Dialogue between Jews and Catholics has driven home the realization among Catholics that Jews have too often been the victims of Christian empowerment. The Christian embrace of political power was directly linked to Jewish marginalization. It is this dynamic that must be dismantled in an age of dialogue; the theological principles behind it must be uncovered and transformed. However, beyond the specificities of the relationship between Jews and Catholics, these dynamics must be revealed and rejected in order to prevent the legitimation of any form of marginalization. In fact, there is a danger that the Jewish–Catholic dialogue becomes a new form of exclusion and marginalization for others, particular in relation to the themes of people, land, and state. This is manifest in the demands by some Jewish partners in the dialogue that Christians legitimate exclusive Jewish claims on “the land of Israel” that is also “the land of Palestine” and support the policies of the state of Israel. Uncritical Christian solidarity with and support for the state of Israel is a counter-witness to the necessary reformulation of Christian thought in order to prevent it being used to marginalize and oppress. The contemporary dispossession of the Palestinians, and the continued occupation of their land and discrimination against them in modern Israel must not be overlooked in Jewish–Catholic dialogue.

Jews have the right to express themselves like all other peoples. Many found their self-expression in Zionism, a national movement that refused Jewish marginalization and demanded a place at the table of nation-states. Whereas Catholics must be committed to listen closely to Jewish voices, understanding the Jewish link with the land of Israel and rejecting the teaching of contempt that condemned Jews to be homeless, they cannot justify new forms of discrimination and marginalization, this time of Palestinians. A Zionist insistence on exclusive rights of Jews in the Holy Land condemns others to a fate that can never again be justified theologically. The Palestinian voice must be heard within the conversation between Jews and Christians in order to guarantee that this conversation ensures the wellbeing of all.

4. Writing History Together?

Whereas many Catholics remain ignorant of the history of Jewish–Christian interaction, many Jews likewise are often insensitive to how Catholics understand their faith and identity, seeing Catholics in overwhelmingly negative terms as always and everywhere responsible for their suffering in history. A singularly important element in this mutual ignorance and the formation of negative attitudes towards the other is how history is formulated and taught in each community. Whereas often Jews see Christians as collectively responsible for the suffering of Jews in Christian countries, Catholics have difficulty understanding why Jews do not simply integrate into society, abandoning their specificity. A daunting challenge in the Jewish–Catholic dialogue is teaching the history of Jewish–Christian relations, challenging Jews and Catholics to formulate together the history out of which they emerge. Particularly in countries where there are important communities of Jews and Catholics, it is important to engage in a joint study not only of religious texts and traditions, but also of the history they share.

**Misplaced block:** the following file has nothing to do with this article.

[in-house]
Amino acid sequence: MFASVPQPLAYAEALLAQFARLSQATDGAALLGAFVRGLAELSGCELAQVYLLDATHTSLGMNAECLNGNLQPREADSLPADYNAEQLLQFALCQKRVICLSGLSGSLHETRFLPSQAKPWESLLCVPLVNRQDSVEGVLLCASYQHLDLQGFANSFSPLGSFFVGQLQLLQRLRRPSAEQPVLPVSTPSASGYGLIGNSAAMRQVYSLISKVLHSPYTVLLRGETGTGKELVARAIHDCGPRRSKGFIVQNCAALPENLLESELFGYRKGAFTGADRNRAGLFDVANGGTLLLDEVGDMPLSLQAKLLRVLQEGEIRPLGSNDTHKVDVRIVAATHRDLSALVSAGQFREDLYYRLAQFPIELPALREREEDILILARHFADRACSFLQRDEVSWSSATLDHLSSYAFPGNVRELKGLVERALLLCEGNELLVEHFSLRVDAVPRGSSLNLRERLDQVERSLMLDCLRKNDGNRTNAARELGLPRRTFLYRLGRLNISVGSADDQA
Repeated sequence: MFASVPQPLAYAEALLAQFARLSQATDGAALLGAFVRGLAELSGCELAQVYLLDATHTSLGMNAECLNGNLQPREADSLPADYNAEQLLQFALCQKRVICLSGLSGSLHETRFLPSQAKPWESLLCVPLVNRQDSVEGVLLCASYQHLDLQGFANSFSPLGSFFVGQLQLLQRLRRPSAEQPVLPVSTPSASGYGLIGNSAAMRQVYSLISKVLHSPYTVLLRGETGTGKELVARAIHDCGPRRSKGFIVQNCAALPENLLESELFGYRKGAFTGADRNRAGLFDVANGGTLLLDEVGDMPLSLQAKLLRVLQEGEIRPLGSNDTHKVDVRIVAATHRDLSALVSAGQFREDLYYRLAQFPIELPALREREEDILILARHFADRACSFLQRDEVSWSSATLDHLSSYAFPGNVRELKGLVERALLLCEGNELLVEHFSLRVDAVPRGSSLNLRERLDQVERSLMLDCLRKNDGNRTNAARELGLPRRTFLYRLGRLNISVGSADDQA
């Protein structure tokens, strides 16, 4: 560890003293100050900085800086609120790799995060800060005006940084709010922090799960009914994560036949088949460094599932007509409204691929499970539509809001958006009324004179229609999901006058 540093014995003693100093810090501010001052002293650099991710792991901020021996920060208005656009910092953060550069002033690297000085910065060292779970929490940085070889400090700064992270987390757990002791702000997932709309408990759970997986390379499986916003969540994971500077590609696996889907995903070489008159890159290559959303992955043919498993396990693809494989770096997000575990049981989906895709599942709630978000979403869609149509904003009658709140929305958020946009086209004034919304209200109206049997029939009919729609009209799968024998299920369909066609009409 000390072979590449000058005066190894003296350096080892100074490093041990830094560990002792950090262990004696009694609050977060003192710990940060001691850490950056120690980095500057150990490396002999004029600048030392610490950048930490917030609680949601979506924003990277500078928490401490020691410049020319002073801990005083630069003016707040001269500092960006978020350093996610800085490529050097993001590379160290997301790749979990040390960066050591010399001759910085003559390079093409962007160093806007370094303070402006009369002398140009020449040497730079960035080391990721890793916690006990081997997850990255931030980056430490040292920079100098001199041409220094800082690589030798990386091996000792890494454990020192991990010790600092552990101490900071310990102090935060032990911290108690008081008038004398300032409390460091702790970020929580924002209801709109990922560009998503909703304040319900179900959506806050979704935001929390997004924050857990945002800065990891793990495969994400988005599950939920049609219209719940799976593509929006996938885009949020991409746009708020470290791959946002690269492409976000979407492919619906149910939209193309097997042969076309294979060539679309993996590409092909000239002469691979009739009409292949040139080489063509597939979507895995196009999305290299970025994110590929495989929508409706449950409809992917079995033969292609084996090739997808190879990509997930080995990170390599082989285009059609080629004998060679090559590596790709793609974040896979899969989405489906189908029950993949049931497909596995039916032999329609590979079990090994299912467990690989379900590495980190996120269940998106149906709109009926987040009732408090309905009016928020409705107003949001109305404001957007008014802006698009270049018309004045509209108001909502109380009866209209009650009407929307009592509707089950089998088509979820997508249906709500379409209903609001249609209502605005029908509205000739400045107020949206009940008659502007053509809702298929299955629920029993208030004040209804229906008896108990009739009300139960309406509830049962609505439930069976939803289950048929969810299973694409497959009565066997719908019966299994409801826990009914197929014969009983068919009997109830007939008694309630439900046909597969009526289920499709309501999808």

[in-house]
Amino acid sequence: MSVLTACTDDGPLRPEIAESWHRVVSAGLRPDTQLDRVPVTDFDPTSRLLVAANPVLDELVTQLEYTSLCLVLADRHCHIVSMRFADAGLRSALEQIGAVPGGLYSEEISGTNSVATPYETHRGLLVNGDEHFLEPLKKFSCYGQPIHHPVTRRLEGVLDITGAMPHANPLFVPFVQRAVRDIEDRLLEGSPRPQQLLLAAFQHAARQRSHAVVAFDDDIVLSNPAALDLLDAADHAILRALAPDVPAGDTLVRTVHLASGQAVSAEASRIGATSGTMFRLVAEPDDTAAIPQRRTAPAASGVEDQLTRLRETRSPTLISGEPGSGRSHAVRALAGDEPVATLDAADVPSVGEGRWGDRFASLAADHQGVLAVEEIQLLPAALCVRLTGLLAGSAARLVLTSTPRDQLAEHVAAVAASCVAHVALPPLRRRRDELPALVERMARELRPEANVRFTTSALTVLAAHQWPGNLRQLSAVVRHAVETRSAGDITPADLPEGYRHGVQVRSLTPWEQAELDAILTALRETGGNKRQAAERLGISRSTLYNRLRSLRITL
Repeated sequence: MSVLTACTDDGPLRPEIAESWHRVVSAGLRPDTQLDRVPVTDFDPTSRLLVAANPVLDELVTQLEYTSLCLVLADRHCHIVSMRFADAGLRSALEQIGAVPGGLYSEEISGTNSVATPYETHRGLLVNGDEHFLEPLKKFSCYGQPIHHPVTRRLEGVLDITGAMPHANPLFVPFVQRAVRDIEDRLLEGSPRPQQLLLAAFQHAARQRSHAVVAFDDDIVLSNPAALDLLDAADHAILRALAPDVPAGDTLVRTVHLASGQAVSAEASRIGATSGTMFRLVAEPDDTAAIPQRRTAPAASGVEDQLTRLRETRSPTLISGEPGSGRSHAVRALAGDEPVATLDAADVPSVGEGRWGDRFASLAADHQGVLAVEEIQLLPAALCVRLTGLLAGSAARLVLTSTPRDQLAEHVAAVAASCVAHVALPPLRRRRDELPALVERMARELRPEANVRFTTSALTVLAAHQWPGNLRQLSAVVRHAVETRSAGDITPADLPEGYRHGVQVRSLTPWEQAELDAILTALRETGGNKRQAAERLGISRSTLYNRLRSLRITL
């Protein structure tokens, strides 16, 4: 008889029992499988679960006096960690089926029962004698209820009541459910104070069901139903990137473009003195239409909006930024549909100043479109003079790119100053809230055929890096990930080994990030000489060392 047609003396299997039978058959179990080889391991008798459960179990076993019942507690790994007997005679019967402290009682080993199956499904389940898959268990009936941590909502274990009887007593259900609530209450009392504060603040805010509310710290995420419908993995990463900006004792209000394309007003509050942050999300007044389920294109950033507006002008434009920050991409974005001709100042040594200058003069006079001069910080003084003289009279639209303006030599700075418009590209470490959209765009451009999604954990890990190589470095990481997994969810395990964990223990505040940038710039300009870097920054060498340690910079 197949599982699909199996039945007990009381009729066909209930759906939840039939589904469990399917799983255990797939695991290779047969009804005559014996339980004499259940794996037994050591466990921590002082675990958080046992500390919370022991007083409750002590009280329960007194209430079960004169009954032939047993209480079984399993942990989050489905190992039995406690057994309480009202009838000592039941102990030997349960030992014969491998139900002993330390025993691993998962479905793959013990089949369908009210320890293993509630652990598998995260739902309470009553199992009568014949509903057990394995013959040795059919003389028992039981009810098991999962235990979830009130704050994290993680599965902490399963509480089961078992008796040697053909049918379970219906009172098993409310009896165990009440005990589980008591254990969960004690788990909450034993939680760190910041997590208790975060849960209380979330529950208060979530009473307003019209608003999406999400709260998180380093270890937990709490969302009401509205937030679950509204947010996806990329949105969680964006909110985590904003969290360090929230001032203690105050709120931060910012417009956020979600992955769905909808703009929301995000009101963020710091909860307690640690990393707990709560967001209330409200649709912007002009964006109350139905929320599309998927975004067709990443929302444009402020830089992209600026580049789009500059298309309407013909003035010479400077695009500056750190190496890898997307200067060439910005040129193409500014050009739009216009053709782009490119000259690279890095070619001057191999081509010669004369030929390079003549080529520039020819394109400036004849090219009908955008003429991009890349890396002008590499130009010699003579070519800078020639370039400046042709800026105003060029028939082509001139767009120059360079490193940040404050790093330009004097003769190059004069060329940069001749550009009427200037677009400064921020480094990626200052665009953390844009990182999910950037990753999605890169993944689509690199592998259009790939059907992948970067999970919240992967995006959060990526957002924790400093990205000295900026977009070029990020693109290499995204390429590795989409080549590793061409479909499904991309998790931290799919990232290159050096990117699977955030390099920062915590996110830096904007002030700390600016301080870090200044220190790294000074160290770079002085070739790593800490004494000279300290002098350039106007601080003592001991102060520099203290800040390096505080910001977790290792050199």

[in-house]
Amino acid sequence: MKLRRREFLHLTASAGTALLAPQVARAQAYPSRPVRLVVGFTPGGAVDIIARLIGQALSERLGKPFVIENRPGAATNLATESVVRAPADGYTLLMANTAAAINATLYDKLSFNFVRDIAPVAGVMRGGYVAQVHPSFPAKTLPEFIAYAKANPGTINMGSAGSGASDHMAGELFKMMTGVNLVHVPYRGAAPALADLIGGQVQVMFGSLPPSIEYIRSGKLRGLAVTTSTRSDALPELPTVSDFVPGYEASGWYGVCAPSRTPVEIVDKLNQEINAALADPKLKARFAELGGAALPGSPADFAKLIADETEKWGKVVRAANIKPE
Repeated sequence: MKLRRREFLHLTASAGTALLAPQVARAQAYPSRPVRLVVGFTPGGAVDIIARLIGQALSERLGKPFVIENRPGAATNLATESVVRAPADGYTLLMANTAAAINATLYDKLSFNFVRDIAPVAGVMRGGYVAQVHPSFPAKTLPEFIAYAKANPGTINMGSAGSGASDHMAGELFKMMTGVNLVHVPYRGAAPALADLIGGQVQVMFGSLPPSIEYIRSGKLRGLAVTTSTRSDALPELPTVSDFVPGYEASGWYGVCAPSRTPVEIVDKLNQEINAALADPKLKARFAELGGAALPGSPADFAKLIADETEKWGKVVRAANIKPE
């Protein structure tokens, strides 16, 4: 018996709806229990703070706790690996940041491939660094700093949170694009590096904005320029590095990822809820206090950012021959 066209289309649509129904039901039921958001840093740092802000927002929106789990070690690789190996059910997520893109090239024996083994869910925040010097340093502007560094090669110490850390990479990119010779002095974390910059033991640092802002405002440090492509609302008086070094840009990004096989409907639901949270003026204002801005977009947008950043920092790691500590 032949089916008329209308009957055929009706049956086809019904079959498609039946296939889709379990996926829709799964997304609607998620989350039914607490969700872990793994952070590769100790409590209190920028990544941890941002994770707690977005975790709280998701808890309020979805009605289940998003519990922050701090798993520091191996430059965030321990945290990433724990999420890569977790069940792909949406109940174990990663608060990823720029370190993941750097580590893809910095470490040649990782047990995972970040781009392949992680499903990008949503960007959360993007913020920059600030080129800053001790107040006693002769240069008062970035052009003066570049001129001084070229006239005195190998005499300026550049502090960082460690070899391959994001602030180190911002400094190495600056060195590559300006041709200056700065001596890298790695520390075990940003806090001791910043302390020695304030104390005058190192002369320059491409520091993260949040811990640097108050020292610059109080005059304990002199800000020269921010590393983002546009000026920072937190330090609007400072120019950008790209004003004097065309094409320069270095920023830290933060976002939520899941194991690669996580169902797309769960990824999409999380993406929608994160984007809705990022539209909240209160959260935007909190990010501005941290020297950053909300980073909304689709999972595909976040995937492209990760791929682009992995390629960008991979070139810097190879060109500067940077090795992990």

Some of the important themes in such a joint formulation, themes which have often contributed to a mutual teaching of contempt, might be:

  • The parting of the ways: The first four centuries of Jewish–Christian interaction, as the two communities began formulating their individual identities and religious practices and beliefs, have often served to put the other in a bad light. The extent to which identities, practices, and beliefs were formulated within a polemical relationship with the other should be identified and rejected as not appropriate in an age of dialogue.
  • The imperialization of Christianity: Christianity’s embrace of political power in the fourth century led to the establishment of Christian empires and states in which non-Christians were often marginalized, excluded, or even persecuted. This period, reaching a peak in the medieval period, witnessed an institutionalization of Christianity as the dominant partner, entrenching discourse and practice of Jewish marginalization. This period is an important source for attitudes and stereotypes that entrenched themselves for centuries.